August 25, 2017
The bell rings and the students amble into the room. You stand at your post, greeting your middle schoolers, and scanning for “contraband”. You know, despite the school policy, there will be at least a few who either forgot to deposit their phone in their locker before class, or are ready to gamble. Sometimes it’s more than a few. Then you reach into your own pocket. Is your phone in there? Of course it is! But then, you have the willpower to ignore it if you receive a text notification, and you also are aware of how vital a tool this device has become. So here’s the question: Why the double standard? Better yet, why are we waging an unwinnable war against this technology that isn’t going away anytime soon? Wouldn’t it be better to put it to work for you, and teach your students respect and responsibility regarding their phone, as well as all the ways it can enhance their musical lives? Here are just a few examples of how the powers of the ubiquitous cell phone can be put to positive use in your music classroom.
Tuner/Metronome. Gone are the days when an electronic tuner and a metronome—both indispensable tools of the music practice room—are bulky, expensive, single-use items. The app stores are abundant with simple and inexpensive (some free) versions. Empowering students with checking their instrument’s pitch, or the tempo of the piece all by themselves can increase efficiency in rehearsal.
Recording Device. Often the best way to assess your own musical growth is through recording rehearsal excerpts and examining them. With the voice record capabilities of most smart phones, students can keep a running evaluation of their own, and their section’s, growth.
Dictionary and Encyclopedia of Musical Terms. Your students don’t know the meaning of a musical term on their page? Let them Google it. Self efficacy is a successful educational tactic, and this is another way to provide it. Let’s not forget the millions of YouTube videos demonstrating everything from how to triple-tongue to how Allen Vizzutti plays so amazingly high.
Photo/Video Device. You have a saxophone player who moves his jaw up and down when articulating, resulting in a foggy and unfocused sound. Rather than verbally describing to him what the problem is, why not shoot a few seconds of video? Pictures are truly worth a thousand words.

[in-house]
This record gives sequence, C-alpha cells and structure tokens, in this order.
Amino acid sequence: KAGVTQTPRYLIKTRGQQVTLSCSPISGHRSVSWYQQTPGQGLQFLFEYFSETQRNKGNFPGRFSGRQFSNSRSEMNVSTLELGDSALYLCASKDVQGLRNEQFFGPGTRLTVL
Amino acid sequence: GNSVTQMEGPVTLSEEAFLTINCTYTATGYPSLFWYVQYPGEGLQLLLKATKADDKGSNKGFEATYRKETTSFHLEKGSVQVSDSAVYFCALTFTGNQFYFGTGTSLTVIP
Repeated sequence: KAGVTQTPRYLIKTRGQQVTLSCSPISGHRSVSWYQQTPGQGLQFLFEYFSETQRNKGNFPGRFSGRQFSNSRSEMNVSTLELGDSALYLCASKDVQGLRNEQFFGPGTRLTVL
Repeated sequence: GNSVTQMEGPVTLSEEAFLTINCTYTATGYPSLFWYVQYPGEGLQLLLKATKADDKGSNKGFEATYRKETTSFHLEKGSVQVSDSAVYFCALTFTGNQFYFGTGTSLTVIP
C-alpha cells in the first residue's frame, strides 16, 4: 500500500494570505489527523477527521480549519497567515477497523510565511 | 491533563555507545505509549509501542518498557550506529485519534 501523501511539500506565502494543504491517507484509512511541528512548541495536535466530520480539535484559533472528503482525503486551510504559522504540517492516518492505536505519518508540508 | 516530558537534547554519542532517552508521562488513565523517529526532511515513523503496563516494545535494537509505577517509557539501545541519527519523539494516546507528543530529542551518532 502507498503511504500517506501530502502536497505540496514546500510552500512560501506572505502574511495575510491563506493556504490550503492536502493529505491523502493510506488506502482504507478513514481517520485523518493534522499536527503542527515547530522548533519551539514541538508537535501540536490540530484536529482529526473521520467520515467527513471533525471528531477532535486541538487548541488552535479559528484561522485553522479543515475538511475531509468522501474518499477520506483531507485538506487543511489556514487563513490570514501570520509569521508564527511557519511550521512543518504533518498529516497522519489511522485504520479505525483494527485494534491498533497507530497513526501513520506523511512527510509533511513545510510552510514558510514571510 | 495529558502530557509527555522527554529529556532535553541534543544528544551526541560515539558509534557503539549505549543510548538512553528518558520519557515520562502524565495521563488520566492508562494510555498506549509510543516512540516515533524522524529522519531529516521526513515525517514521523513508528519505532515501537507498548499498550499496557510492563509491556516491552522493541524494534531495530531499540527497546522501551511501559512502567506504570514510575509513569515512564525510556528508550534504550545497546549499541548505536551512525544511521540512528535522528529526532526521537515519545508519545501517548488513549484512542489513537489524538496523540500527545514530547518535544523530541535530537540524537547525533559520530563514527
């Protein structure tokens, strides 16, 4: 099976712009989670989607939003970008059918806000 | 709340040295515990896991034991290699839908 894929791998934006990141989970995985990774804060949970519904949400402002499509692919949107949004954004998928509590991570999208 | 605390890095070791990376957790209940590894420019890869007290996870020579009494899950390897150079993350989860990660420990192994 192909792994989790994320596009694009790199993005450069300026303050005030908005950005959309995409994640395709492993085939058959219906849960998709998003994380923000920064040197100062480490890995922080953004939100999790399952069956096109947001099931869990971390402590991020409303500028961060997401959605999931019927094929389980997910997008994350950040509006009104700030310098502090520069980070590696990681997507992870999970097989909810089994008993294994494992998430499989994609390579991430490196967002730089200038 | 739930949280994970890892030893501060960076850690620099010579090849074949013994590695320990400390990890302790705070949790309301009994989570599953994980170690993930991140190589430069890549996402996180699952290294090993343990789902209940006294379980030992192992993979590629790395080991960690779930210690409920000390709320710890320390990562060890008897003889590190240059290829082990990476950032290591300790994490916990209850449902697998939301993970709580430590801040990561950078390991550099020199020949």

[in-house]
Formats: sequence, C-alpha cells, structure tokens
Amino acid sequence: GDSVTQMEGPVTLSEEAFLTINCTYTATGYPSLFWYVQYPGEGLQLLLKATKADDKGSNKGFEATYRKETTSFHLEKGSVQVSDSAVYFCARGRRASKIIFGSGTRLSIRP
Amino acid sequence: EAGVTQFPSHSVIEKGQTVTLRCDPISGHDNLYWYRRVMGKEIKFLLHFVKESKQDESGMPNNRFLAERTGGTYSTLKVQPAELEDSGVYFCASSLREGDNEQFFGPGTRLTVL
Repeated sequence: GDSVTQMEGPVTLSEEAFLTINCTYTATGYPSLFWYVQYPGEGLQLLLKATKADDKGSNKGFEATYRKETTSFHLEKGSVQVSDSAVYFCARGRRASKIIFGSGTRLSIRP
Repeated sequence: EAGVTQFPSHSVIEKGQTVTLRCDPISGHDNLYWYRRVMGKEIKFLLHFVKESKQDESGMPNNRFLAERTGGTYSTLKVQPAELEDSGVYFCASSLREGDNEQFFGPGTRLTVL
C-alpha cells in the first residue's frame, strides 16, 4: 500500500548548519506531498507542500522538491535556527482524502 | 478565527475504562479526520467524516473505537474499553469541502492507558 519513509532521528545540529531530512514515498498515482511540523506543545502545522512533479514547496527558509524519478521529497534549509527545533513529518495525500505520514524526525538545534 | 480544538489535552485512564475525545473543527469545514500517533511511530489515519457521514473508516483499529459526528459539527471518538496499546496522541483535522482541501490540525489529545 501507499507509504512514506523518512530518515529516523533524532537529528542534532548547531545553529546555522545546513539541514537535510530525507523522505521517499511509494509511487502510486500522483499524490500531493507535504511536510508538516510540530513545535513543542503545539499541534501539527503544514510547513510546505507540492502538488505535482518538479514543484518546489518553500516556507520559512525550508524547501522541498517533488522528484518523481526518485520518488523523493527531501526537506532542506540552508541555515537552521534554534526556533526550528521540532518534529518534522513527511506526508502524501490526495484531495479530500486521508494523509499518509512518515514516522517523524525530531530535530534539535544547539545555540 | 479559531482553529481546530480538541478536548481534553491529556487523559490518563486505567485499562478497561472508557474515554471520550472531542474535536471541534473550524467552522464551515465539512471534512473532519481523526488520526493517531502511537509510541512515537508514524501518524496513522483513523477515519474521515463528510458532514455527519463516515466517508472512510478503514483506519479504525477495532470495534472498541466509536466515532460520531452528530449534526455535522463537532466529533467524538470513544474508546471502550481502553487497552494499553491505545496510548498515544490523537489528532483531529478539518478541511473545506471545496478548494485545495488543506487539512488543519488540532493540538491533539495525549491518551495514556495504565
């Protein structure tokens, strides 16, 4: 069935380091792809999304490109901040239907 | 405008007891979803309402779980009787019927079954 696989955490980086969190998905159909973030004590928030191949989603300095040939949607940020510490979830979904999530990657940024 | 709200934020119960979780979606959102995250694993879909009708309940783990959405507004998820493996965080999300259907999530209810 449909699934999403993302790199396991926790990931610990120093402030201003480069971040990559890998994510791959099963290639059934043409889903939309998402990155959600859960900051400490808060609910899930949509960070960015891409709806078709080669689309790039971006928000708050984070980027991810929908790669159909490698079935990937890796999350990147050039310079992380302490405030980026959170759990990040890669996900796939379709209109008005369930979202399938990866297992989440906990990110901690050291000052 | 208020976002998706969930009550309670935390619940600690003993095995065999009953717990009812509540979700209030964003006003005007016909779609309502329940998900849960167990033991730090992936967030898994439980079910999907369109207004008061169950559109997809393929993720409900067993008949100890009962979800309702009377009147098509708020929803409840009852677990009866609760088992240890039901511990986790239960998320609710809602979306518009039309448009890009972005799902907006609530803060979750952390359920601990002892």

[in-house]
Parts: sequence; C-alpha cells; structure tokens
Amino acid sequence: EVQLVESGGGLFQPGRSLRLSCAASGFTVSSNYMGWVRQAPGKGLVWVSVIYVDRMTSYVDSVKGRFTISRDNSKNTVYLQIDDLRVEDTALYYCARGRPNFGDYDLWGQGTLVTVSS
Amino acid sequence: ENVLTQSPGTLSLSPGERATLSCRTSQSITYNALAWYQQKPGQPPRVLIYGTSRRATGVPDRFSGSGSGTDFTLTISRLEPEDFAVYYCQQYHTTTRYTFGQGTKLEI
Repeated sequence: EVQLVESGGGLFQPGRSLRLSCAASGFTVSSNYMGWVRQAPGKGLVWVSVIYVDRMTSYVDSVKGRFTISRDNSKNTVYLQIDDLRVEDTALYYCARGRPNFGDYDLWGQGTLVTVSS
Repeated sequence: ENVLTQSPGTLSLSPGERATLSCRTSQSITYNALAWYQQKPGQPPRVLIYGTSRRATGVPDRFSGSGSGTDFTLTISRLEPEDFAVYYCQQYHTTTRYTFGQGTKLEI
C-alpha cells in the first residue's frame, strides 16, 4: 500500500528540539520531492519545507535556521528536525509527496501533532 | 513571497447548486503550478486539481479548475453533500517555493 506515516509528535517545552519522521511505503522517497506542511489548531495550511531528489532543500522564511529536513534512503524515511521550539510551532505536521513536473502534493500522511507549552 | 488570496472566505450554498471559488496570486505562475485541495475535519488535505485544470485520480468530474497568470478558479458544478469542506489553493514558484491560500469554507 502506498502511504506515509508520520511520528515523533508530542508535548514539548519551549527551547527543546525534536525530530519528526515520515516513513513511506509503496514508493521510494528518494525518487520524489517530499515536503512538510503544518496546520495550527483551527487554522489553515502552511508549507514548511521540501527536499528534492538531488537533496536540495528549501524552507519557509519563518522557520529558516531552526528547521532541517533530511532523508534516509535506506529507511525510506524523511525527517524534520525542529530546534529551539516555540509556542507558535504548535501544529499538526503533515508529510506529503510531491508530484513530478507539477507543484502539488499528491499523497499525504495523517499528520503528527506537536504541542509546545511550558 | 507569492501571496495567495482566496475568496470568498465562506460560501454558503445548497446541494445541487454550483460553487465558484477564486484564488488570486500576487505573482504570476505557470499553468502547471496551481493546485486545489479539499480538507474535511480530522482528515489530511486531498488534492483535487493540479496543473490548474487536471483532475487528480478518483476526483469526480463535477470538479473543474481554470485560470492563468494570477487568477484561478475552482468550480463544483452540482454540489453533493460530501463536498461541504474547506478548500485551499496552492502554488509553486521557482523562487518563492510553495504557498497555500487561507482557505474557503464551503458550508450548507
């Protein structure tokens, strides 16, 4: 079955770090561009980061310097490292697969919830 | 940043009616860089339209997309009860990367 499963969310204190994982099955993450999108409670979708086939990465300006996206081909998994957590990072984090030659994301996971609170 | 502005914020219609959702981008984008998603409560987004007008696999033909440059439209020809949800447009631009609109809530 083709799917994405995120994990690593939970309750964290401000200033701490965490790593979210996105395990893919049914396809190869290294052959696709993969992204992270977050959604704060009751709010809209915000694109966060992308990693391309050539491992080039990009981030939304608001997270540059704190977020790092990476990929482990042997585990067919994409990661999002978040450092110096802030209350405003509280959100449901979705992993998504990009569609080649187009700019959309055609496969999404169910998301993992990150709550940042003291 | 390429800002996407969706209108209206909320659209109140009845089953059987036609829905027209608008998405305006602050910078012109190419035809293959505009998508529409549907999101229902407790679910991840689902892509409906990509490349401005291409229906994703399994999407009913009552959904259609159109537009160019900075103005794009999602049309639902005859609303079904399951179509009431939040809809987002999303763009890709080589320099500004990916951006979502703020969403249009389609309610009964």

Discreet Communication Device. Other classes, particularly at the college level, have integrated text communication as one more teacher-student interaction opportunity. During the course of a rehearsal, have students send you a text of questions, or portions of the music they need help with. They are more likely to do this in a private format than raise their hand in class. And think of the time you’ll save.
Obviously, before implementing any of these strategies, it is wise to consult your administration and get their approval. Also keep in mind, navigating the unsure waters of teacher-student contact via mobile device is increasingly treacherous. Get parental approval as well, and above all, do NOT cross any professional or ethical lines. We teachers have been incorporating technology into our curriculum for as long as there has been technology. It’s time to end prohibition, and promote responsible use.
Hank Handford holds a B.A. in Music Education and Master of Education in Curriculum and Instruction from Montana State University-Bozeman. He is in his 24th year of teaching. For the past 18 years, he has taught 6-8th Grade Band at Kalispell Middle School in Kalispell, Montana. He instructs close to 200 instrumentalists, beginning to intermediate. Mr. Handford enjoys working with middle schoolers, and loves sharing with them the joys of new musical discoveries. He has also enjoyed and benefited from a number of Heritage courses, most recently Google Classroom, History of Rock and Roll, and Challenging Colleagues: Bringing out the Best in People at Their Worst. He lives with his wife, Christa, who teaches English Language Arts at KMS, and their 15 year-old daughter, Mallory.